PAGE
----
Orange Bellied parrot imminent extinction threat
Peter Garrett last week announced $260,000 will be spent on an urgent bid to save the Orange-Bellied Parrot from extinction.
Under the Federal Government plan, captive populations will be boosted and extra feed and nesting options will be provided to encourage the 50 or so parrots left in the wild to breed.
(orange bellied parrot: source Wikimedia Commons).
The Orange-bellied Parrot is a migratory bird, which breeds only in coastal south-west Tasmania and spends the winter in coastal Victoria and South Australia. In Tasmania it occurs in buttongrass moorland interspersed with patches of forest or tea tree scrub.
Ecologist Peter Menkhorst, a spokesman for an existing 15-member recovery team, said the wild population was expected to disappear in the near future, placing enormous pressure on a captive breeding program. He said breeding rates had declined, possibly because of food shortages linked to the drought. However, it is easy to blame “drought” when loss of habitat is the surest way to lose a species!
Auditor General, Mr Des Pearson , in 2009 condemned that the Victorian Government for having few and unreliable statistics and was not fulfilling its legal obligations under the Flora and Fauna Guarantee Act 1988. The report found that efforts to list threatened species and processes had not been matched by efforts to develop action statements, monitor them, or assess their effectiveness.
It is not only orange-bellied parrots that are under threat of extinction. The state’s threatened species list includes some of our most iconic. A 15-year study shows Victorian bird numbers are collapsing throughout central and northern Victoria, with about two-thirds of species, including lorikeets, thornbills, honeyeaters and even kookaburras, declining dramatically in the past five years. (For those in Victoria, you can Take Action Now on the web page).
Bald Hill wind farm in Victoria is notorious for being rejected by then Environment Minister Ian Campbell in 2006 due to the threat to the orange-bellied parrot. This token gesture was later over-ruled!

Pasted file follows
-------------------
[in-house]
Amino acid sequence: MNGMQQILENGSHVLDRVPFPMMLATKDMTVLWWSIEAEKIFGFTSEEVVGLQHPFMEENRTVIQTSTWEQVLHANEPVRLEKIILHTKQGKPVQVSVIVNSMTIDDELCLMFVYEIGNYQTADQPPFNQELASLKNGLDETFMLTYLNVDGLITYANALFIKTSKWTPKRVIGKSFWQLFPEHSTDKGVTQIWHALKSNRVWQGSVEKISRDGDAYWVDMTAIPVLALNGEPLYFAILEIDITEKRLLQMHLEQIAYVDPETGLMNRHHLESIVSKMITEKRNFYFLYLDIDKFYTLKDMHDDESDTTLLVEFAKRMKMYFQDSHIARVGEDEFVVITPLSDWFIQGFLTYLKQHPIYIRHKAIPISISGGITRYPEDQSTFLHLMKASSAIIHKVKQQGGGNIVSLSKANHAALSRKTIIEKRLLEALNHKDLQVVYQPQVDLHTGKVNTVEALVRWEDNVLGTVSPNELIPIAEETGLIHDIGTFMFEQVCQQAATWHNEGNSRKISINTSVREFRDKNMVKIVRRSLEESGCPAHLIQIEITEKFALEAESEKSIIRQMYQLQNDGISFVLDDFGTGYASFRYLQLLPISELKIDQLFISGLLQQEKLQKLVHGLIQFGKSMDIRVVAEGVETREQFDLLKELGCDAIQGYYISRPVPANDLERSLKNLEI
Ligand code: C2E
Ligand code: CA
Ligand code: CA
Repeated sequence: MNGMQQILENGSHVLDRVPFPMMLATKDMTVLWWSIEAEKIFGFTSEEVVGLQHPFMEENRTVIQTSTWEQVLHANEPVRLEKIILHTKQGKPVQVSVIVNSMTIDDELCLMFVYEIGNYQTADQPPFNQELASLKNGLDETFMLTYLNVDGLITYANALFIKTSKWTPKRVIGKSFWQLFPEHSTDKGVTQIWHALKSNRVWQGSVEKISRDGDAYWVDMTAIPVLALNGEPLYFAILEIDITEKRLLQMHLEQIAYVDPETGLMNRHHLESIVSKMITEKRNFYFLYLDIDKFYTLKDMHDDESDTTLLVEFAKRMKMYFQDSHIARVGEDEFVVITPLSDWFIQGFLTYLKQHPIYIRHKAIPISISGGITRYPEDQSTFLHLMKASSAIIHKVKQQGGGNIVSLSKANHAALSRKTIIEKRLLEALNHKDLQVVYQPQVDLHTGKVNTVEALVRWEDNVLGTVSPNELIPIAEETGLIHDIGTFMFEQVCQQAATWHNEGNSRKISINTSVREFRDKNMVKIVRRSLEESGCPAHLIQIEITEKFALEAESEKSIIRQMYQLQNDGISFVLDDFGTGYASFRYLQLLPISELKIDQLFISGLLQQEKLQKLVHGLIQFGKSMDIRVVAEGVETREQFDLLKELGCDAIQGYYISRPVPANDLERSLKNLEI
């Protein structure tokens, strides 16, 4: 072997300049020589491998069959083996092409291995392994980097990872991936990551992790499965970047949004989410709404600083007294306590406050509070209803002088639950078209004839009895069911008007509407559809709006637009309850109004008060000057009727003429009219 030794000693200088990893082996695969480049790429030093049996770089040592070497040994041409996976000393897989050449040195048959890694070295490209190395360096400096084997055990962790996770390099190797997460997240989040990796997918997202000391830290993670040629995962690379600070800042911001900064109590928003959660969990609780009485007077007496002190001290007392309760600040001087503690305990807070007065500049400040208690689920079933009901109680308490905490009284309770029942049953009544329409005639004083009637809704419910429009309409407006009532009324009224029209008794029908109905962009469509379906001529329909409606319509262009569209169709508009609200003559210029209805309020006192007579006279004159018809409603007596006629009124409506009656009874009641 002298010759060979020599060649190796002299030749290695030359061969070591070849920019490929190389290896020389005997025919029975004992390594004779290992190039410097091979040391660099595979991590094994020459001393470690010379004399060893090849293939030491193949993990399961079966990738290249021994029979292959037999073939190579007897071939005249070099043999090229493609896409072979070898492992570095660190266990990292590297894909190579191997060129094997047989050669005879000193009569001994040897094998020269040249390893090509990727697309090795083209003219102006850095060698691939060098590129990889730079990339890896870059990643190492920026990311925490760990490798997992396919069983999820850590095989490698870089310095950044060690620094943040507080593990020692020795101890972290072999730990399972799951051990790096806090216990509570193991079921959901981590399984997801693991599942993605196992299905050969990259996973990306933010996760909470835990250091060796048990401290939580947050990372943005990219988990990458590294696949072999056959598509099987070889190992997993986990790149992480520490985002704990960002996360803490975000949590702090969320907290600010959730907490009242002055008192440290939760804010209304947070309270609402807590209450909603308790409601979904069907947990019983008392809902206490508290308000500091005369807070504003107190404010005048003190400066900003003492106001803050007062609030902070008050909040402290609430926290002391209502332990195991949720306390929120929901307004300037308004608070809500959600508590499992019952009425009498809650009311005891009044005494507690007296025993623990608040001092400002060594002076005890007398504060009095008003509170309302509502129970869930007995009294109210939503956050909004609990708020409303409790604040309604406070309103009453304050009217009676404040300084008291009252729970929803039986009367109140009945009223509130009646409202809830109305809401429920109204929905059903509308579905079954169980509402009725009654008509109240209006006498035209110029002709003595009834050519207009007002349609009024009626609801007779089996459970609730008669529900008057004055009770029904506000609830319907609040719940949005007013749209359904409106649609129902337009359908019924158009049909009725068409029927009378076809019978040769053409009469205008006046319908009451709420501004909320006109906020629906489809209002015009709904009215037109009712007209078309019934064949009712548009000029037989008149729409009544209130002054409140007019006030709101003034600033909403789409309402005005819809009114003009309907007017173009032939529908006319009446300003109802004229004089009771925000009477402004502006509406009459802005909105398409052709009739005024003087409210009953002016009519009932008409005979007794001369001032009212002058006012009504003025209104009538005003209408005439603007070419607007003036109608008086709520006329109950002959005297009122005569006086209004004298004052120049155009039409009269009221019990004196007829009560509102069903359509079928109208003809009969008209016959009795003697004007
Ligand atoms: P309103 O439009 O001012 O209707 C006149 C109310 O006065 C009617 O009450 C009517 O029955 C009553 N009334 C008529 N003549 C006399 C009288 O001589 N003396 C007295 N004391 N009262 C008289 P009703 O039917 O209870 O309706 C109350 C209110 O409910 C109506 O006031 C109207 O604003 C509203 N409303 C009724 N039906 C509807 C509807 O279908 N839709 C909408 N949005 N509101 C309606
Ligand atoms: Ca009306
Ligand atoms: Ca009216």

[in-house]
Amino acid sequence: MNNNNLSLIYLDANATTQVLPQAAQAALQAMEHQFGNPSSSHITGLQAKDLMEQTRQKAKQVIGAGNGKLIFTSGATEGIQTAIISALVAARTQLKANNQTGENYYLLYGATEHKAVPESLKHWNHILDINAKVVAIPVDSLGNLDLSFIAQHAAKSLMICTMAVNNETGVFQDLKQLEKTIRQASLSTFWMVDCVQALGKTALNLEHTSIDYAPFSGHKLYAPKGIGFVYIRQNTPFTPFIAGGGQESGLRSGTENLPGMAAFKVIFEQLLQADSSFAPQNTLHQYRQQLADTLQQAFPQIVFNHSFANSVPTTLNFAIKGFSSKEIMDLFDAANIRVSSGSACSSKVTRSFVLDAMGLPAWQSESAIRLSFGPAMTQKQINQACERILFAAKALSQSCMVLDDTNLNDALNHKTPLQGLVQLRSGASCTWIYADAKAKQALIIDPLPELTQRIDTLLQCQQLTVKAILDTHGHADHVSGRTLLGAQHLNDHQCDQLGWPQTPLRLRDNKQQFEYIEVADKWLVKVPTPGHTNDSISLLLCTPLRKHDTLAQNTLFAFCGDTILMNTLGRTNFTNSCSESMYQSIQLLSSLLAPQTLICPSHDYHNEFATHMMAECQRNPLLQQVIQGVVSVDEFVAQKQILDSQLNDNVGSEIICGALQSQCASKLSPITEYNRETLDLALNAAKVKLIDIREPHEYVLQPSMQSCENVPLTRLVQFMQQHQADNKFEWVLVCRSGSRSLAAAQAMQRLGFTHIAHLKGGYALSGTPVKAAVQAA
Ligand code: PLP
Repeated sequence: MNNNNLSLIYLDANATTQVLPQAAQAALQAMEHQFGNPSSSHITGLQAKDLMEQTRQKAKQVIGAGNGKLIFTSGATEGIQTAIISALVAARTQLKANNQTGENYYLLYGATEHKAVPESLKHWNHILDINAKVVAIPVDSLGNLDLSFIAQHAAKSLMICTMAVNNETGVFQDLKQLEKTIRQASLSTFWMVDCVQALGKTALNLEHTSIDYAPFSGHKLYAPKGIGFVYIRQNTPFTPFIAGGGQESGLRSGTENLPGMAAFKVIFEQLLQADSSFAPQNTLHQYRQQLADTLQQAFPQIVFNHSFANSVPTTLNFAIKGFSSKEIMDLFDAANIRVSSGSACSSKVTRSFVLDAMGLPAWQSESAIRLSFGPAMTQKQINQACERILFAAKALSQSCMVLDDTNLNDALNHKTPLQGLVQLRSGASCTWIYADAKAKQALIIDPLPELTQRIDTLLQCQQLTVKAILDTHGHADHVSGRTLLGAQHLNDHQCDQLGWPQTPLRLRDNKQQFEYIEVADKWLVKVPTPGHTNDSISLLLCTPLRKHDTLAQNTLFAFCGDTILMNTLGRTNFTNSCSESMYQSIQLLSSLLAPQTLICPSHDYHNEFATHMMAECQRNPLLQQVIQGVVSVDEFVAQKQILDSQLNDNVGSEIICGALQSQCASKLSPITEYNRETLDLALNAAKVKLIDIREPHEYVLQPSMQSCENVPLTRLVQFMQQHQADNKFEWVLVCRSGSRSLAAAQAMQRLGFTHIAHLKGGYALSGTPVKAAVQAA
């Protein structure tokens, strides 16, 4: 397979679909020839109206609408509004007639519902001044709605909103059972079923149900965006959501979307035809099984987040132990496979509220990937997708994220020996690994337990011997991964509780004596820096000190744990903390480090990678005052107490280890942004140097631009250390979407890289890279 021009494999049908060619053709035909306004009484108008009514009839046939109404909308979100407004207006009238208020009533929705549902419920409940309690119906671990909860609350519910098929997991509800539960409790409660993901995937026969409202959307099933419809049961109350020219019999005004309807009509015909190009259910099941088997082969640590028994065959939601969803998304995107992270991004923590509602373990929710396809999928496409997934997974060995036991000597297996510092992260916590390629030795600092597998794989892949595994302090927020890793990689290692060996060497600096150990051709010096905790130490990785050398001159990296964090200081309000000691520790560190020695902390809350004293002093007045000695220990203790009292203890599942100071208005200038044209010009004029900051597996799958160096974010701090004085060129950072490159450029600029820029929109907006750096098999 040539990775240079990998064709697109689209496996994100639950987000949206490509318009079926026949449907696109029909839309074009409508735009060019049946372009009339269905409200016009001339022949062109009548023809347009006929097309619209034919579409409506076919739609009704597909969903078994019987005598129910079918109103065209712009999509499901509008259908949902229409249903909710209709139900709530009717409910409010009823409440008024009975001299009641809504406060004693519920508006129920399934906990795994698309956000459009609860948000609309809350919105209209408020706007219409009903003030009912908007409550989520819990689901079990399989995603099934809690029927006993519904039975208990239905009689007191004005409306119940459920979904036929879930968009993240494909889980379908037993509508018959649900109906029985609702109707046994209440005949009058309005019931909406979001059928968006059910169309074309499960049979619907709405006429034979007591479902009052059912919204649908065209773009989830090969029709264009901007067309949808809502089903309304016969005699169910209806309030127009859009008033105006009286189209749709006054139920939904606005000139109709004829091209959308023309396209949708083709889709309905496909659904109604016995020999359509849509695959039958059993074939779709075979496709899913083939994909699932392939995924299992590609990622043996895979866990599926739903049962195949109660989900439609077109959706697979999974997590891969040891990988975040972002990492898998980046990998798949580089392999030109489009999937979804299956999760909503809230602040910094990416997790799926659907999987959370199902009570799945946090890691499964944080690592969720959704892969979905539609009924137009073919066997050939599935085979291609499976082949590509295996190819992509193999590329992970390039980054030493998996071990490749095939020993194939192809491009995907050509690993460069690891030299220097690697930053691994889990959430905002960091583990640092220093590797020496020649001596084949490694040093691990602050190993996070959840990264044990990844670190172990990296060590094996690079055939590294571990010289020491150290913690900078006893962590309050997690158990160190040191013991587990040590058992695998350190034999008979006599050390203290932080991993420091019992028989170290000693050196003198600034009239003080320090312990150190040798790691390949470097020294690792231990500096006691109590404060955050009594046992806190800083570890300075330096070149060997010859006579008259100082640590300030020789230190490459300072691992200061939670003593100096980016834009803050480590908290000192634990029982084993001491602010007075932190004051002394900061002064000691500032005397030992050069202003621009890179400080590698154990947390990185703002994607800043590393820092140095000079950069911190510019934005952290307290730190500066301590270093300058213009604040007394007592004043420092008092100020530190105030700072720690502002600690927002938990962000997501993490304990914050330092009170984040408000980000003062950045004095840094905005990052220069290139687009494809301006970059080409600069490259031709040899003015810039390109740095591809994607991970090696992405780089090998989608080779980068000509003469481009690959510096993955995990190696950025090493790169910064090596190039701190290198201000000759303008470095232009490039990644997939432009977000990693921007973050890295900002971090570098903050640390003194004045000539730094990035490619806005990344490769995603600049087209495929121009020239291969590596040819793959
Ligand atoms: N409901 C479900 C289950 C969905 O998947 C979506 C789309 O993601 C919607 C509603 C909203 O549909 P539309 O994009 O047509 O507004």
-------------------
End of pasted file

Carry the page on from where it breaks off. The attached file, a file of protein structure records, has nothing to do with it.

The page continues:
Ironically, the much-delayed Bald Hills wind, near the Wonthaggi desalination plant, was sold to Japanese interests, Mitsui, for $300 million and will operate from 2011, five years after former environment minister Ian Campbell caved in and belatedly approved the project. As well, Japanese firms have taken a stake in paper (Australian Paper), smallgoods manufacturing (Hans), IT (Kaz Group) and the housing sector (Payce Consolidated). Foreign investors are not likely to be interested in Australian biodiversity or species extinctions!
Water Minister Tim Holding dismissed environmental concerns about the desalination plant and said penguins, seals, whales, orange-bellied parrots, giant Gippsland earthworms, hooded plovers and their habitats would not be significantly affected by the project and nearby dinosaur fossils were also safe. That's reassuring from someone who has no environmental expertise or training!
(saltmarsh coastline typical in Australia source: Wikimedia commons).
Many coastal habitats, including coastal saltmarsh areas, are often looked upon as 'wasteland' and bulldozed to make way for industrial developments or housing estates. Orange-bellied parrots spend their winters in such coastal saltmarsh, typically on the shores of estuaries and lagoons.
The parrot, which breeds exclusively in a small area on Tasmania's West Coast, was listed as critically endangered in 2006 and it is feared it could now become extinct by 2013.
The main factors contributing to the loss of Orange-bellied Parrot habitat are:
Throwing money at the problem of wildlife extinctions is meaningless unless real effort is made to restore habitat and eliminate current threats. A collapse of our ecosystems is not "only" about loss of iconic wildlife, forever, but indicative of the weakening of our ecosystems - that we all depend on.
Even if the extinction of a parrot species is considered "sustainable", each species has a role in maintaining healthy ecosystems. Extinction is forever, and each loss means we lose a species with intrinsic value, and we have a weakening of our life-support system.